En el Reino Unido, los datos sobre empleo fueron mixtos, pero en su mayoría alentadores. La tasa de desempleo de la OIT alcanzó el 5.1%, como se esperaba, en los tres meses hasta diciembre. Las ganancias promedio incluyendo bonificación en el mismo trimestre aumentaron un 4.7%, superando el 4.2% esperado. Además, el número de desempleados disminuyó en 20.000 en enero, mucho mejor que el aumento de 35.000 previsto.

Las materias primas cayeron, pero se alejaron de los mínimos diarios. El oro cotiza a 1.805,00$ la onza troy, mientras que el WTI ronda los 62.00$ el barril.

Lo que necesita saber el miércoles 24 de febrero:

El dólar estadounidense mantiene su tono amargo en el mercado de divisas, pero terminó el día de manera desigual. Se apreció frente al CHF, el JPY y el EUR, pero cayó frente al GBP, el AUD y el CAD, que alcanzaron nuevos máximos anuales frente al dólar.

Wall Street cayó en la apertura en medio de una venta masiva liderada por acciones de tecnología, pero recortó la mayoría de sus pérdidas iniciales antes del cierre después de que el jefe de la Reserva Federal de Estados Unidos, Jerome Powell, testificara sobre política monetaria ante el Congreso.

Powell dijo que se necesitaría tiempo para “avances sustanciales adicionales” hacia las metas del banco central sobre empleo e inflación, y agregó que cualquier cambio en el programa de compra de bonos se comunicará “con mucha anticipación”. También reconoció que están llegando mejores datos, pero reiteró que la recuperación económica se desaceleró en los últimos meses.

 El gobernador del Banco de Canadá, Tiff Macklem, dijo que el país tardará algún tiempo en ver una recuperación económica completa y volver a los niveles prepandémicos, y explicó que no están allí. Agregó que espera tener una inmunidad generalizada contra COVID-19 para fin de año.

En el Reino Unido, los datos sobre empleo fueron mixtos, pero en su mayoría alentadores. La tasa de desempleo de la OIT alcanzó el 5.1%, como se esperaba, en los tres meses hasta diciembre. Las ganancias promedio incluyendo bonificación en el mismo trimestre aumentaron un 4.7%, superando el 4.2% esperado. Además, el número de desempleados disminuyó en 20.000 en enero, mucho mejor que el aumento de 35.000 previsto.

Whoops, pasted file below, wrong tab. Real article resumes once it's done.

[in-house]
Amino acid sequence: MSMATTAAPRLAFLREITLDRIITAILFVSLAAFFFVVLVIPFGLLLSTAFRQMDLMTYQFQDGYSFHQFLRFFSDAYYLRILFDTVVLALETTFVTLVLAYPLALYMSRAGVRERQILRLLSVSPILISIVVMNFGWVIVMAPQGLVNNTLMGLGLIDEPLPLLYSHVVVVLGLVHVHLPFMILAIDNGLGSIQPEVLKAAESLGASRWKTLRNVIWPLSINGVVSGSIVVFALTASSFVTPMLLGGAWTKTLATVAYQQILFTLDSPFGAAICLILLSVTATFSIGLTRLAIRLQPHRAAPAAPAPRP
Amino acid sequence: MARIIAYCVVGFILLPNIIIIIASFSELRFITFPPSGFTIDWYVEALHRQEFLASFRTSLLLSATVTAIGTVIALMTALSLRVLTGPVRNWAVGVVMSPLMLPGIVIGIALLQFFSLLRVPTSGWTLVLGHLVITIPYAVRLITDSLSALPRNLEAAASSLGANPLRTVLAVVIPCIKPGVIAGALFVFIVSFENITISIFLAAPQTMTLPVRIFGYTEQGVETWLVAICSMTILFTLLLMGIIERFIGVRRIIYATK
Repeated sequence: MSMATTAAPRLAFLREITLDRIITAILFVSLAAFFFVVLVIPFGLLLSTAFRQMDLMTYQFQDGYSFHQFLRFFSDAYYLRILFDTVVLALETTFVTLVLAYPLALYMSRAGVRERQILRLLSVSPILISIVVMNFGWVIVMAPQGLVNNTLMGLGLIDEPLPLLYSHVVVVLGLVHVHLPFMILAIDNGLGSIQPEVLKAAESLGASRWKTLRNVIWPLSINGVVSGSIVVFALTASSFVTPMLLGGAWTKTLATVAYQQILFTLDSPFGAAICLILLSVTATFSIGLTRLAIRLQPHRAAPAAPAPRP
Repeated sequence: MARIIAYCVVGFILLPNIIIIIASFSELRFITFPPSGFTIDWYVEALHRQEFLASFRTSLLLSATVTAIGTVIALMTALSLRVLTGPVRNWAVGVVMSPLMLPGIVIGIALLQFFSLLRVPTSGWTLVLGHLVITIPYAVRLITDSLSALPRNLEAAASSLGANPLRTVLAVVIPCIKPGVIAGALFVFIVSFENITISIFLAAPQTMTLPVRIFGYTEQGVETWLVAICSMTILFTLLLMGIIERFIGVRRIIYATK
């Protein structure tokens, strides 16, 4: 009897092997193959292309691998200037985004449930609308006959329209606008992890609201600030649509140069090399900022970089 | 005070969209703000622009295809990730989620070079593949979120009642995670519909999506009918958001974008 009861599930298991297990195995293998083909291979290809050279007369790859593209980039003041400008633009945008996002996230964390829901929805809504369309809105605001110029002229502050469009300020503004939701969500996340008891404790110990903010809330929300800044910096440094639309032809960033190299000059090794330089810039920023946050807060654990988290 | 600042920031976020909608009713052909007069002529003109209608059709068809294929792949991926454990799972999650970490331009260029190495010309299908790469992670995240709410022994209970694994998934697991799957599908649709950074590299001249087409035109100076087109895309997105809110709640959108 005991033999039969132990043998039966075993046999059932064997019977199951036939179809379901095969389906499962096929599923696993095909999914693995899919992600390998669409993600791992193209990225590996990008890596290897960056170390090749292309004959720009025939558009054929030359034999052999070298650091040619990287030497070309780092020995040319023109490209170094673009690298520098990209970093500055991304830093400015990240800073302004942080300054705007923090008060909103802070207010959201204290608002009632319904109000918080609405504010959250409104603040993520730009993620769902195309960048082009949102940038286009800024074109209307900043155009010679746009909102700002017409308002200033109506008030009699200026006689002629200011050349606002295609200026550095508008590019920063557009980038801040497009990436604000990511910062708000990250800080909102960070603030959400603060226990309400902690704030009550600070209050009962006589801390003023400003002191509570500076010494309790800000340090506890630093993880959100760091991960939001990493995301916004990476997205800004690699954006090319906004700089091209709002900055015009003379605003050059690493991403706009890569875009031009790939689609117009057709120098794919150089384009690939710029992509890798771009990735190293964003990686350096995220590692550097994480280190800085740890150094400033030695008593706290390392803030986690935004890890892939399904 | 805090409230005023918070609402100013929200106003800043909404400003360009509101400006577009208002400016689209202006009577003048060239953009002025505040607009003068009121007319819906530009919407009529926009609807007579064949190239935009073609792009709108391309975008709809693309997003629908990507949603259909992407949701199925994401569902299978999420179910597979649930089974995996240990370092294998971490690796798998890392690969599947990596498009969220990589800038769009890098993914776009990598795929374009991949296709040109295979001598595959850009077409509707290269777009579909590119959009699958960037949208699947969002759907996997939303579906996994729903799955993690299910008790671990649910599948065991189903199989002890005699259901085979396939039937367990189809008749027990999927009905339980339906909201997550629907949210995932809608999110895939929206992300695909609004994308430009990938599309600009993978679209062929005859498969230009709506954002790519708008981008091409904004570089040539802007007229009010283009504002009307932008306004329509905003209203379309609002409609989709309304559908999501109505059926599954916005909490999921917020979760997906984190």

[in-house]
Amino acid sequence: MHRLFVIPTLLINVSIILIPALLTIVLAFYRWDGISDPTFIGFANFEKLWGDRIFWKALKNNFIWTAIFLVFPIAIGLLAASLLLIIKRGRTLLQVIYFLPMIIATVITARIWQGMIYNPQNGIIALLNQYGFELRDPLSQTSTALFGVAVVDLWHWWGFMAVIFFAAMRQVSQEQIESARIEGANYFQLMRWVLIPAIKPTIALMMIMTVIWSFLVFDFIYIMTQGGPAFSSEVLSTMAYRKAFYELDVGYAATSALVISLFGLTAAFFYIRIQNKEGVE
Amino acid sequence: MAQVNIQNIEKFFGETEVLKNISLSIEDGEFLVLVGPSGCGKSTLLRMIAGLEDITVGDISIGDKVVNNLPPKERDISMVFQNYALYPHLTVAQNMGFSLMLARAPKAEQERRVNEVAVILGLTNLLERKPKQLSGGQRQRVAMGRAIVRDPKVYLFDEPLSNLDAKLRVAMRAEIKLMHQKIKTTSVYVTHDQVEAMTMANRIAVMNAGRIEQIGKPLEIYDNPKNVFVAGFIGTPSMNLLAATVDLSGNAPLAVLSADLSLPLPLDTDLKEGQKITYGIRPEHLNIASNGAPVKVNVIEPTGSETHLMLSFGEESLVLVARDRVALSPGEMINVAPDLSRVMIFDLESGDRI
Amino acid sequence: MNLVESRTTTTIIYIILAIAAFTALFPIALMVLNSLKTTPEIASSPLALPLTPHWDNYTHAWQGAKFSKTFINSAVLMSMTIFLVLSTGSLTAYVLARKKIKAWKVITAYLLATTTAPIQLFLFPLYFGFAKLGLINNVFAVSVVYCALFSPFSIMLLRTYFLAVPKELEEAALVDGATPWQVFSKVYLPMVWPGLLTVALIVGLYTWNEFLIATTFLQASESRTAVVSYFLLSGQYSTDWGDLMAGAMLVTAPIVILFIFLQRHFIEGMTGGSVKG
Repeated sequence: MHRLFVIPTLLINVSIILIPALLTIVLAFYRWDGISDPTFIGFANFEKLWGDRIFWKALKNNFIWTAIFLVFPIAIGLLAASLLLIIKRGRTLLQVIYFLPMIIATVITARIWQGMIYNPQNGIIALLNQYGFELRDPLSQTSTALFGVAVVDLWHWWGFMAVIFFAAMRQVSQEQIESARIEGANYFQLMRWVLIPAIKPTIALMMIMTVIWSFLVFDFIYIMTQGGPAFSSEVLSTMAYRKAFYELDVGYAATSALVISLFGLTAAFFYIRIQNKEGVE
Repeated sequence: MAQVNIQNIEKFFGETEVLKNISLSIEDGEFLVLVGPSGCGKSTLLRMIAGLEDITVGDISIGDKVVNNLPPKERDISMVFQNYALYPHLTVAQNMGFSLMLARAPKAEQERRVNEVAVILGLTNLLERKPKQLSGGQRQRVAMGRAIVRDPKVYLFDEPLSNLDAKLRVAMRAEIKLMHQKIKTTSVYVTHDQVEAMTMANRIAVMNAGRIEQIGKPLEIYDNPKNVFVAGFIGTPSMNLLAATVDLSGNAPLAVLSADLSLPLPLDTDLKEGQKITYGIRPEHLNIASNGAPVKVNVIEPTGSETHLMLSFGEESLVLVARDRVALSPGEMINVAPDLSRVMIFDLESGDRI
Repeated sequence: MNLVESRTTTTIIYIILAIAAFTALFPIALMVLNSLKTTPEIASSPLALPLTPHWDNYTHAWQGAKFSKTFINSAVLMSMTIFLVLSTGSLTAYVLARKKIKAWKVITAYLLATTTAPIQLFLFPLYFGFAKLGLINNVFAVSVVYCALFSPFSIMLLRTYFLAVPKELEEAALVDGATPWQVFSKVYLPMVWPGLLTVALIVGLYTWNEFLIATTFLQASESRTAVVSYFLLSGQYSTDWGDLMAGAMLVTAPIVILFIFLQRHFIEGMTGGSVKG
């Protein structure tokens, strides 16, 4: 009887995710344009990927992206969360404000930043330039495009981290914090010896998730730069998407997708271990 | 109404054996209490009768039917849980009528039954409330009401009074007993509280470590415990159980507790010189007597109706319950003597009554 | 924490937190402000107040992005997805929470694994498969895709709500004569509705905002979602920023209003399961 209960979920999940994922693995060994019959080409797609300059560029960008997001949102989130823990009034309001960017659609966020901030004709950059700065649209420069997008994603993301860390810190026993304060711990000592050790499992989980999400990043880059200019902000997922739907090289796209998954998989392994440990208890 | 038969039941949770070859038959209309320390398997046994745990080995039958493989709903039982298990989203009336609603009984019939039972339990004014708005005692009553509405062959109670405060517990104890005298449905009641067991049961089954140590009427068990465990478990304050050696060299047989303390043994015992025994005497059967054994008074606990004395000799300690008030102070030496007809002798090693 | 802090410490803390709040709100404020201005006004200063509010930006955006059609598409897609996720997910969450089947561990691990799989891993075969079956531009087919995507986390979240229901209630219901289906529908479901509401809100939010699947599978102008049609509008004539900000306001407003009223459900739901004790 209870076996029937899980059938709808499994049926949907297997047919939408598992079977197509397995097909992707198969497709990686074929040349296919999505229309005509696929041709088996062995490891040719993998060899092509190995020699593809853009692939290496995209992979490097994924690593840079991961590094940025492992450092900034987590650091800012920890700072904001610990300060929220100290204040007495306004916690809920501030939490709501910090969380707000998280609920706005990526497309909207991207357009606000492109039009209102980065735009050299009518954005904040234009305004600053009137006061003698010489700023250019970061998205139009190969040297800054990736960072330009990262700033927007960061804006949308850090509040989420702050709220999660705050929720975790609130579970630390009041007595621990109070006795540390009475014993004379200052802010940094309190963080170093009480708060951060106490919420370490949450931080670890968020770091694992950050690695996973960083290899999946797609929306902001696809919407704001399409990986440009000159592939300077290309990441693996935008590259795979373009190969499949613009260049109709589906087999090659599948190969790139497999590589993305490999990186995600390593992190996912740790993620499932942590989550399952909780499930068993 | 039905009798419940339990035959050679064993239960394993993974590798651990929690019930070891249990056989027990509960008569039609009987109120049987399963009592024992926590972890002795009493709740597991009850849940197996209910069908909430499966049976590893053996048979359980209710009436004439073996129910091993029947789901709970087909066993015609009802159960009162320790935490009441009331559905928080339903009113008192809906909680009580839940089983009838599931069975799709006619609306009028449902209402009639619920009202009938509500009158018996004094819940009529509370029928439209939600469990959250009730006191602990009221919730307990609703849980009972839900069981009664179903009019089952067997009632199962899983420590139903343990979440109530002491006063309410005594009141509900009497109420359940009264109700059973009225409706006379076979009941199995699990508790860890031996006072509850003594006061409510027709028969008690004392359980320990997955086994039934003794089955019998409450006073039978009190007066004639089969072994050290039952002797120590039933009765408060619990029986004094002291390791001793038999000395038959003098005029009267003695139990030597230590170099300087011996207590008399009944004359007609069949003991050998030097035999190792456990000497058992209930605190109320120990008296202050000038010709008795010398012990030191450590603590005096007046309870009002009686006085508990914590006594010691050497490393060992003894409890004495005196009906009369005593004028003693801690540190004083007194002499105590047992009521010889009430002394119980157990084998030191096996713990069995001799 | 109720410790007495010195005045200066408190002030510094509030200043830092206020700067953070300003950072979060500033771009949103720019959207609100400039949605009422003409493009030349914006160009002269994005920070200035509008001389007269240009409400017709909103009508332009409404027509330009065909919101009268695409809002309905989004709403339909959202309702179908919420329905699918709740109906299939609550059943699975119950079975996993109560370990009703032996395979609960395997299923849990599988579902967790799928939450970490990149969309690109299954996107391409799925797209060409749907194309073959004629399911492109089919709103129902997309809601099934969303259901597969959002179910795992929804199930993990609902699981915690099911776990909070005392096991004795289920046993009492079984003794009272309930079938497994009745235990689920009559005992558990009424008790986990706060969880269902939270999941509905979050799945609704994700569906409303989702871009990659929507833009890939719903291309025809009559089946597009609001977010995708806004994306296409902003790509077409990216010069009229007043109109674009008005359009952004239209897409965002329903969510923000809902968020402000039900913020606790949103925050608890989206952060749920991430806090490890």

Las materias primas cayeron, pero se alejaron de los mínimos diarios. El oro cotiza a 1.805,00$ la onza troy, mientras que el WTI ronda los 62.00$ el barril.

  • EUR/USD saw some choppiness but has largely stuck to the 1.2150 mark.
  • Comments from Fed Chair Powell for the most part did not shift the dial as to the market’s Fed policy expectations.

EUR/USD saw some choppiness around the time of the US equity cash open and during the first day of Fed Chair Jerome Powell’s semi-annual testimony to Congress but has for the most part not traded too far from the 1.2150 mark, which has acted as an anchor of sorts. At present, the pair trades flat on the day.

Driving the day

The euro has traded almost entirely at the behest of the US dollar on Tuesday amid a lack of any meaningful fresh Eurozone-related fundamental catalysts. Broadly speaking though, the currency continues to underperformer the likes of GBP and other risk-sensitive currencies, likely in part because of continued concerns over the bloc’s sluggish vaccine rollout and concerns about the spread of worrisome Covid-19 variants; German Chancellor Angela Merkel is said to have warned her parliamentary party that the country is in the grips of a third Covid-19 wave.